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Body Dysmorphic Disorder
Body dysmorphic disorder occurs in approximately 1-2% of the general adult population and in up to 12% of the population of people who seek mental health treatment. It is a disorder of distortion in perception about appearance. It causes the sufferer to anxiously focus upon monitoring and hiding the aspect of their appearance that they view as being terrible and ugly. It is not a disorder of vanity, in which a person takes great pleasure in focusing upon their appearance. It is a disorder of agonizing shame and despair about appearance. Those who have BDD focus upon a particular feature or minor defect in their appearance and believe this aspect is severely disfiguring and distracting to others. They feel convinced that their imagined ugliness is obvious to others despite having gotten reassurance to the contrary from family or friends. Shame and disgust about their misperceived ugliness can cause them to avoid social interactions and to engage in elaborate attempts and great expense to disguise or conceal the aspect of their appearance that they believe to be so bothersome. Body dysmorphic disorder can focus upon any aspect of appearance, including the shape of various body parts, hair or complexion. Frequently those who suffer seek unnecessary plastic surgery or cosmetic treatments, even when physicians recommend against it. No amount of reassurance from others can dispel the sufferer’s belief that they are terribly disfigured. Patients with BDD may also take great risks in order to their appearance by seeking out medications, treatments or surgeries that are not under the supervision of licensed or well qualified professionals.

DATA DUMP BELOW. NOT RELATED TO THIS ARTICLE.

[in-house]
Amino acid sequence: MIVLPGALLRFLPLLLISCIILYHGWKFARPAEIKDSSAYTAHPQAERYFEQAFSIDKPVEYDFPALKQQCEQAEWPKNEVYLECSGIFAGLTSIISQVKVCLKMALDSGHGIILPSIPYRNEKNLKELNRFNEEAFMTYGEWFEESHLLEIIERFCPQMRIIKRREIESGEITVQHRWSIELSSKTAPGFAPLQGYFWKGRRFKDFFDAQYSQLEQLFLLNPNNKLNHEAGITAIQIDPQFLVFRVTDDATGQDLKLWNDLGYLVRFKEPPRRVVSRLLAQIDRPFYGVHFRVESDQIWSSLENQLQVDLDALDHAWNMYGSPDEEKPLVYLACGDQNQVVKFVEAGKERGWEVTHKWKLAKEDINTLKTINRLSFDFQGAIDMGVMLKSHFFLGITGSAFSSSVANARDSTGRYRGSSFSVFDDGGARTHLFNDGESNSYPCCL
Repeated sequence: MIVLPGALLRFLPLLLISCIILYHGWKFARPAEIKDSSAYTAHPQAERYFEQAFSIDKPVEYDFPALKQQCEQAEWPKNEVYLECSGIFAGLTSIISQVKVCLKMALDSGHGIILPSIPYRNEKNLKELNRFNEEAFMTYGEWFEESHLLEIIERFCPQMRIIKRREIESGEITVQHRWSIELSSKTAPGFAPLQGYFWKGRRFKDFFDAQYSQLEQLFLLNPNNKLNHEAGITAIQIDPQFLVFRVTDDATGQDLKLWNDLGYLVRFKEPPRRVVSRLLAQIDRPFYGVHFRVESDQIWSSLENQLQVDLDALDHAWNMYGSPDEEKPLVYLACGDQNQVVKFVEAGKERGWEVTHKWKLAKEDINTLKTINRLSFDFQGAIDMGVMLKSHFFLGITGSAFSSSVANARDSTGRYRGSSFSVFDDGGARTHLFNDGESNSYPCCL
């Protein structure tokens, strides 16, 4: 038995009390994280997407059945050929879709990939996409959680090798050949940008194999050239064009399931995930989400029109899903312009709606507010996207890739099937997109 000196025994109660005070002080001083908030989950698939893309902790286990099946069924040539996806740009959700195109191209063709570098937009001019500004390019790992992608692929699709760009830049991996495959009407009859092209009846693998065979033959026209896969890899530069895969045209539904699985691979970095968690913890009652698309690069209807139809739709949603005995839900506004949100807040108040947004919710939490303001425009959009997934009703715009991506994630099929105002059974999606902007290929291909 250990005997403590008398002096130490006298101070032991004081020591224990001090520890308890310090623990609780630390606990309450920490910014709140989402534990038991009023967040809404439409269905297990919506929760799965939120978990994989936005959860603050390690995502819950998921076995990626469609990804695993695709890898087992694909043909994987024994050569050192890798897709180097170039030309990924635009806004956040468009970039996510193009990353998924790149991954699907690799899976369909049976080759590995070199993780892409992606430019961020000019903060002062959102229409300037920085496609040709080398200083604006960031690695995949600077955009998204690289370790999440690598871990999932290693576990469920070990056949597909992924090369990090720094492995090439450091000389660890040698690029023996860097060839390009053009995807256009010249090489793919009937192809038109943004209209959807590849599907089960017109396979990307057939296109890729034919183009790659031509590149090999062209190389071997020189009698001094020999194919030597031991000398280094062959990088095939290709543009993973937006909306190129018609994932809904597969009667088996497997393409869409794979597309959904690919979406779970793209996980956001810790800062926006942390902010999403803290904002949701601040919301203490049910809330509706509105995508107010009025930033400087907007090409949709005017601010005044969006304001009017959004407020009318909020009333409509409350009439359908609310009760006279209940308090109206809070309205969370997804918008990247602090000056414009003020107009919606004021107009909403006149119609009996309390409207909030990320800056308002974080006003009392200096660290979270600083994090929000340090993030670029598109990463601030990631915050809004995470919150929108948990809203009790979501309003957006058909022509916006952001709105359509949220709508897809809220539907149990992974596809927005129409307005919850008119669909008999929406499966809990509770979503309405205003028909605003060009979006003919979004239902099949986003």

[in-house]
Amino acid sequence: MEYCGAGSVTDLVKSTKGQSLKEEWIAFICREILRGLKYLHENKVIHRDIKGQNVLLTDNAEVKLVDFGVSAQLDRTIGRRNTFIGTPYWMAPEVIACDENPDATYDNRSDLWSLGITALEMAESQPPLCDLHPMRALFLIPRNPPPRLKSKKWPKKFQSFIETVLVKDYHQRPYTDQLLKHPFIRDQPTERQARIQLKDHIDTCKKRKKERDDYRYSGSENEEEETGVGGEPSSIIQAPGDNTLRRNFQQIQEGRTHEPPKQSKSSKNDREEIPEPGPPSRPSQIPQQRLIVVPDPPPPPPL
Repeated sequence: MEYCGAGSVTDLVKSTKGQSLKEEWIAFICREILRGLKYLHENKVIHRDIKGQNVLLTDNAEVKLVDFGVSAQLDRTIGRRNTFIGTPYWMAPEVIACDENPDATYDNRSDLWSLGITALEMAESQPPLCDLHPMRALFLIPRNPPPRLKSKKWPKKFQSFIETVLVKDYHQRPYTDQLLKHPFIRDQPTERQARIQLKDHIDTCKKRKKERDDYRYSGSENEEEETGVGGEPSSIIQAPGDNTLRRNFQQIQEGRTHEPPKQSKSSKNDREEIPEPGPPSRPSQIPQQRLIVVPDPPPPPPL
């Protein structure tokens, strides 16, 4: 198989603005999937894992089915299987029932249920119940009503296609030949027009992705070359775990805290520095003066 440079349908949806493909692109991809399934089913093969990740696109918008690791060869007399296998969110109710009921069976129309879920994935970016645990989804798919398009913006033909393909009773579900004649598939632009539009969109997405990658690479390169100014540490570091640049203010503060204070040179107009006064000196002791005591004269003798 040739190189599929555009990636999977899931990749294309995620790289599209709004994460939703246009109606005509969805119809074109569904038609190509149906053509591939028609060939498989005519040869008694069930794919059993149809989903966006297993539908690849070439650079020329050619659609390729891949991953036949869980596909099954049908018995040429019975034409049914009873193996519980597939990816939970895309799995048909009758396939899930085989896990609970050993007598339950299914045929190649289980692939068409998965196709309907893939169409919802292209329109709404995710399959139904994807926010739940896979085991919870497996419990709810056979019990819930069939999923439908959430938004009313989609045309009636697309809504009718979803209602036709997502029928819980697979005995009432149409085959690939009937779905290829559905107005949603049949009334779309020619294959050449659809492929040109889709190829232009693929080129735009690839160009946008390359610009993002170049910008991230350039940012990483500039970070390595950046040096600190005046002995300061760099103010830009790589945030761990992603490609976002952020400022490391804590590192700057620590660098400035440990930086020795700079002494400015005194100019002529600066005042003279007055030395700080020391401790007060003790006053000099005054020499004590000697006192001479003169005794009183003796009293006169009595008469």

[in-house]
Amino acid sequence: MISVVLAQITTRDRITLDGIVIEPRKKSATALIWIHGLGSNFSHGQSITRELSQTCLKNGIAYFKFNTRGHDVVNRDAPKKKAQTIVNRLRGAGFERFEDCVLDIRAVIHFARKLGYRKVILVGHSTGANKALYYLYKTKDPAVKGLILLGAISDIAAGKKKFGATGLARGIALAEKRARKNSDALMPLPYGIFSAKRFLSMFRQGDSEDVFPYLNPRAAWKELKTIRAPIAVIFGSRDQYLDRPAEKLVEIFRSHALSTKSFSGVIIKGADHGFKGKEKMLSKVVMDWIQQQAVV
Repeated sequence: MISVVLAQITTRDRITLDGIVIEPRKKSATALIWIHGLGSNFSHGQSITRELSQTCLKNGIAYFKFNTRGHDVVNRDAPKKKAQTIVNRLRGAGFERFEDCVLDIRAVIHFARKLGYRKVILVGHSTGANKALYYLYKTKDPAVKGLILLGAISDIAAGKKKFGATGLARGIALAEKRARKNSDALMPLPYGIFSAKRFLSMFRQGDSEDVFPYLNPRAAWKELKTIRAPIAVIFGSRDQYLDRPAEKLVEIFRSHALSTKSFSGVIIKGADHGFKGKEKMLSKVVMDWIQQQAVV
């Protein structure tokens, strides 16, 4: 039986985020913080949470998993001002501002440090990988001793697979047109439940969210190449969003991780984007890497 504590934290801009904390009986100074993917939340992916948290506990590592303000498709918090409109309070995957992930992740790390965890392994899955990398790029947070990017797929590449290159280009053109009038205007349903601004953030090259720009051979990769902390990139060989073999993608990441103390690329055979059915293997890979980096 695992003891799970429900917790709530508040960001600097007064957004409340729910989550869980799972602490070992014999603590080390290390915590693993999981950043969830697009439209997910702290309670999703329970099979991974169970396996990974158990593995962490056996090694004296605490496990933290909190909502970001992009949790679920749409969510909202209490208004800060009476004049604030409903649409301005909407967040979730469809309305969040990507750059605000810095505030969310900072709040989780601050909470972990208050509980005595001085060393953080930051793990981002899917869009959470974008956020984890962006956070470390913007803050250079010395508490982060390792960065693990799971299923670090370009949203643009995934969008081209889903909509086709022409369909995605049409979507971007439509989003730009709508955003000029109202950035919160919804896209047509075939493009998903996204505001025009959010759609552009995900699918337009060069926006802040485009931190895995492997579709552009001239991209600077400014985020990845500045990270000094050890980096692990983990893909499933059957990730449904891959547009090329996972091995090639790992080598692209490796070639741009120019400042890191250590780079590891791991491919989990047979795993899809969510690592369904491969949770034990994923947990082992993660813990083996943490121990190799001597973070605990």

Treatment for body dysmorphic disorder consists of cognitive behavioral therapy and medications. Cognitive therapy helps patients learn to recognize that their disorder is one of misperception and misplaced focus upon particular aspects of their appearance. They are taught how to gradually decrease efforts to examine and camouflage or hide their appearance. Exposure therapy helps patients gradually resume normal activities that they avoided due to fear of having their misperceived defect become noticeable. Patients who desire plastic surgery are strongly discouraged from getting permanent alterations to their appearance. Research has shown that patients with BDD are inevitably disappointed with the results because their disorder is not due to a distortion in actual appearance but rather it is due to a distortion in perception about their appearance.
AATC staff has experience in treating body dysmorphic disorder. We offer a compassionate step by step program to help those who suffer from body dysmorphic disorder learn to live their lives free of painful preoccupation with their appearance. We offer home visits to those patients who may initially feel unable to come to our offices due to their BDD concerns.